Who, me, prejudiced? Unfortunately, yes. But don’t take it too hard. Behavioral scientists say we all are, whether we realize it or not.

Prejudices, or biases, are generalized judgments – assumptions that every member of a group behaves similarly. And making such assumptions may have helped us survive as a species. After all, it wouldn’t have been very wise for early man to stop to inquire whether a particular saber-toothed tiger was really like all the rest, would it?

In today’s somewhat more civilized society, though, these hard-wired biases can create more harm than good. Consider these examples of common biases, and ask yourself, “Can I honestly say I’ve never had a thought like this?”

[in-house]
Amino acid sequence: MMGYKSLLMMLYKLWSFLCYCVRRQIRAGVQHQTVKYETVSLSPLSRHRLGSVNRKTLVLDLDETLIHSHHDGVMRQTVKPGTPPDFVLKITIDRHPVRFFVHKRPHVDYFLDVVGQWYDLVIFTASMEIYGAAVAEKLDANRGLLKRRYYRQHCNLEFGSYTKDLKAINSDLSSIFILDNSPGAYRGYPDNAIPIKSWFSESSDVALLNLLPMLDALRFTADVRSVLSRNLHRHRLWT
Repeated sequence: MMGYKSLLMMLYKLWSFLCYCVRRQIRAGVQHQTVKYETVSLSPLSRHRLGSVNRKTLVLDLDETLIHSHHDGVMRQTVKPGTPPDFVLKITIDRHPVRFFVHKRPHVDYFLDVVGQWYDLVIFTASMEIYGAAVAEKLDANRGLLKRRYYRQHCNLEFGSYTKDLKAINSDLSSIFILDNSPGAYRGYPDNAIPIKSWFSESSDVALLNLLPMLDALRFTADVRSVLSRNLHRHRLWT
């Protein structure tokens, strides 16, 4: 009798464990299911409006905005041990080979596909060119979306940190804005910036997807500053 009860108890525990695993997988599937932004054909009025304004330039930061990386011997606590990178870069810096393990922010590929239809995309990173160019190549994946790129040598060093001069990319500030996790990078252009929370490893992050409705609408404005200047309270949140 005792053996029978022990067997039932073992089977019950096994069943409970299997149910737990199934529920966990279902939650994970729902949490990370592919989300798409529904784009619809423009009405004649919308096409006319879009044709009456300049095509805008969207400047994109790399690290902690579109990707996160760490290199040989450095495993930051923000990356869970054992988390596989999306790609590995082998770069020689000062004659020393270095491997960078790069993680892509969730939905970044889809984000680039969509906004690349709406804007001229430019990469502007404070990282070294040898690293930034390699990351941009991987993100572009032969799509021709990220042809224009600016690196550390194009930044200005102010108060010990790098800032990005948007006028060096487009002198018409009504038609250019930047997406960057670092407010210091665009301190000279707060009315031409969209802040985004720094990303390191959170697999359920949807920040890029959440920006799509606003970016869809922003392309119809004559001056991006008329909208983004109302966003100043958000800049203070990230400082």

• Kids today have no work ethic
  • Good-looking people are better at sales
  • Old people have trouble learning new things

The point is, you can’t help carrying around some bias. The question is, what are you going to do about it? If you allow biases about gender, race, age, disability or national origin to affect your decisions at work, then you’re at risk of violating anti-discrimination laws. And to keep that from happening, you must first be able to recognize those unconscious biases in yourself.

Fortunately, there’s an easy four-step method to figure out whether you’re at risk, and get you back on track. To find out how it works, I invite you to have a look at a Quick Take called “The ‘Self-Check Technique’ for Revealing Unconscious Bias.”

photo credit: quinet

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